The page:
Mentoring offers huge benefits for professional growth
Our new mentoring programme is a unique opportunity for all John Smith Fellows to tap into the wealth of expertise and experience within our network – as both mentors and mentees.
Have you ever had a problem at work that, no matter how you approach it, seems impossible to resolve? Or an innovative but risky idea for a project that you want to seek helpful feedback on? Or an ambition to take your career in a new direction?
The John Smith Trust has launched a new mentoring programme to enable Fellows in our network to use their knowledge, skills and experience to support each other. It is a network-wide programme and Fellows can sign up as both mentors and mentees.
The programme kicked off in June with two sessions led by trainer and leadership coach Sam Whipple. The topics covered included the differences between mentoring and coaching, active listening skills and practical tips for being an effective mentor or mentee.
Bespoke mentoring matches
If you are a John Smith Fellow and are interested in getting involved, you can access the resources from these sessions on The Hub, our alumni networking platform. All you need to do is sign up to the Hub (if you haven’t already done so), watch the training video, and read the mentoring guidelines. Then email firstname.lastname@example.org to let us know you’re interested – we’ll work with you to find the right match.
With our new hybrid fellowship programme due to start soon, there will be an opportunity to mentor one of our new Fellows.
Erika Paine, Network Manager, says: “Our mentoring matches are entirely bespoke and tailormade for each mentor and mentee.
“The relationships we want to help Fellows set up are not hierarchical, where one person tells another what they should do. They’re based on listening and finding a way to figure out a problem together.”
Growth through mentoring
Several Fellows have already signed up to the programme, some of whom have seen the benefits of mentoring or coaching through their own work. However, you don’t need to have been a mentor or mentee before you take part – the programme is open to all Fellows.
Shiné is passionate about transforming through professional and ethical coaching so that they can reach their potential in their businesses, helping the working environment and the wider community change for the better. “People truly grow when their thinking expands; this is best enabled by mentoring and also coaching,” she says.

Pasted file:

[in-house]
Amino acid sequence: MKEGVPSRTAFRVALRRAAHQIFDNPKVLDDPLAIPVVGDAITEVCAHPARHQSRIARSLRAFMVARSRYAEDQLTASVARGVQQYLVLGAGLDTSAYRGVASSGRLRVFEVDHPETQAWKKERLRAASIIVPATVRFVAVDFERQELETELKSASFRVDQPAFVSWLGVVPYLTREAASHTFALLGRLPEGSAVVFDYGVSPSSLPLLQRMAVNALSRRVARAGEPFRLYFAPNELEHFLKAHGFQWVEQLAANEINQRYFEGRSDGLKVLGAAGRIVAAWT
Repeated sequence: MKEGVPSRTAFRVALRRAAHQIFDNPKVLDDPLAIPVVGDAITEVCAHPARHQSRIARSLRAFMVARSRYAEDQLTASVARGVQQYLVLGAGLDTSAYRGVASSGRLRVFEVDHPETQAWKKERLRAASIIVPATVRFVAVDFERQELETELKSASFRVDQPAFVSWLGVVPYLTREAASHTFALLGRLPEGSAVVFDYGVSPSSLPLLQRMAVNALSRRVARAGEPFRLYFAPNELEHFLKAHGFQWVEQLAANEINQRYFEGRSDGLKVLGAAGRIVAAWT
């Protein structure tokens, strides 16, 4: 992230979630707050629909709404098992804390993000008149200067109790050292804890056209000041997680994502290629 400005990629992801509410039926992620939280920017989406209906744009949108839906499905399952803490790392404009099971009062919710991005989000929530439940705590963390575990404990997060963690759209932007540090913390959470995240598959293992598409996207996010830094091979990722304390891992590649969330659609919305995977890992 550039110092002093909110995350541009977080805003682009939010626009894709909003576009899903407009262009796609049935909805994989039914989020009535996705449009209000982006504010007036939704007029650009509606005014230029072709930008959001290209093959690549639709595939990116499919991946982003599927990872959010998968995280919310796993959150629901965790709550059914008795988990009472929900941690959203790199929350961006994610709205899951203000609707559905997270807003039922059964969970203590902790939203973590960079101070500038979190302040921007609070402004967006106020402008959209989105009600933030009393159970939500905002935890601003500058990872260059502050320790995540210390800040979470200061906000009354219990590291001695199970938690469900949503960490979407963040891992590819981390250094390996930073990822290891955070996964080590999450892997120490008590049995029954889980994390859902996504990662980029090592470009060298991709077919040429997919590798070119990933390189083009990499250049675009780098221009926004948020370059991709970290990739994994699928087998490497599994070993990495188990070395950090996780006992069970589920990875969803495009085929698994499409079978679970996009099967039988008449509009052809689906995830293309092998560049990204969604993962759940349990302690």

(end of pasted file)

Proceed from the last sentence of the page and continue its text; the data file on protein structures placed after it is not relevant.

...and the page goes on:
Safe space for new ideas
Natalya Harutyunyan (Armenia, 2007) Gender Specialist/Project Management at UNDP, whose work focuses on gender equality, women and youth empowerment. Natalya and her team set up a mentoring programme for women in politics. Experienced women political leaders were selected to mentor and build a community of women leaders and young activists.
Reflecting on her own professional journey, Natalya says: “I did not have mentors per se, but I had a chance to learn from my senior colleagues who generously shared wisdom and advice and were role models for me.
“I think mentorships are valuable in many ways: they can shape attitudes and values at individual and professional levels. They can also bring together like-minded people, which can have a multi-faceted effect and benefit people beyond the mentorship schemes.
“Having a mentor can give a safe space to discuss new and experimental ideas and get support and validation. Being a mentor means sharing experience and thinking, and watching someone thriving to success.”
Fresh experiences and knowledge
Leyla Surkhayzade (Azerbaijan, 2019), Co-founder and Chief of Staff at Mevzu Technologies LLC, is an Erickson-certified professional coach and social entrepreneur. She’s also pursuing further academic studies. She has experience in human resources in start-ups and the public and private sector.
Leyla says: “Mentoring offers numerous benefits. It provides people with the opportunity to have their inquiries addressed on specific topics, enabling them to gain confidence and make progress on their chosen path.
“Personally, I have embraced the role of a mentee. As I advance in my professional journey, dedicating time to pursue in-depth studies at a university becomes increasingly challenging. My mentors have proven instrumental in supporting my advancement.”
“I have taken on the responsibility of mentoring students, employees, and those seeking career transitions or entrepreneurial ventures. This not only enhances my mentoring skills but also exposes me to fresh experiences and knowledge.”